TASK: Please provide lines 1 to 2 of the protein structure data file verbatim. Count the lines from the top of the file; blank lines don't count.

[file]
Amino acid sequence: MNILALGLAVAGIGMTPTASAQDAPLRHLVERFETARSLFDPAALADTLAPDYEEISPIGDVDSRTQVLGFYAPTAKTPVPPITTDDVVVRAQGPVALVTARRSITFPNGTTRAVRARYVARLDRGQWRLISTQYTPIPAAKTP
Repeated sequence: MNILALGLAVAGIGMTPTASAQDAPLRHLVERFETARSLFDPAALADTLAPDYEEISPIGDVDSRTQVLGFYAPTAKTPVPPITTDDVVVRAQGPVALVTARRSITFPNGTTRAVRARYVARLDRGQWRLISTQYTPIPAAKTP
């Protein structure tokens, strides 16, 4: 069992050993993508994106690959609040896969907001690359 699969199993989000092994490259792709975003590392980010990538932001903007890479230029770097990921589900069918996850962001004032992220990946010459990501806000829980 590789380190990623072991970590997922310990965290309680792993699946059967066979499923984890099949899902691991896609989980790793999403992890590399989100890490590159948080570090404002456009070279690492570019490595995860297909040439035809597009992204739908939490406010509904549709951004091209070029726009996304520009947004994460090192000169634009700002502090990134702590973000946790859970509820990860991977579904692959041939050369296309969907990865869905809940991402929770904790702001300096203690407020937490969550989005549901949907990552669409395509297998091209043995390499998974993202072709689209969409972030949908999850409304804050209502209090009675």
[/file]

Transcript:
Amino acid sequence: MNILALGLAVAGIGMTPTASAQDAPLRHLVERFETARSLFDPAALADTLAPDYEEISPIGDVDSRTQVLGFYAPTAKTPVPPITTDDVVVRAQGPVALVTARRSITFPNGTTRAVRARYVARLDRGQWRLISTQYTPIPAAKTP
Repeated sequence: MNILALGLAVAGIGMTPTASAQDAPLRHLVERFETARSLFDPAALADTLAPDYEEISPIGDVDSRTQVLGFYAPTAKTPVPPITTDDVVVRAQGPVALVTARRSITFPNGTTRAVRARYVARLDRGQWRLISTQYTPIPAAKTP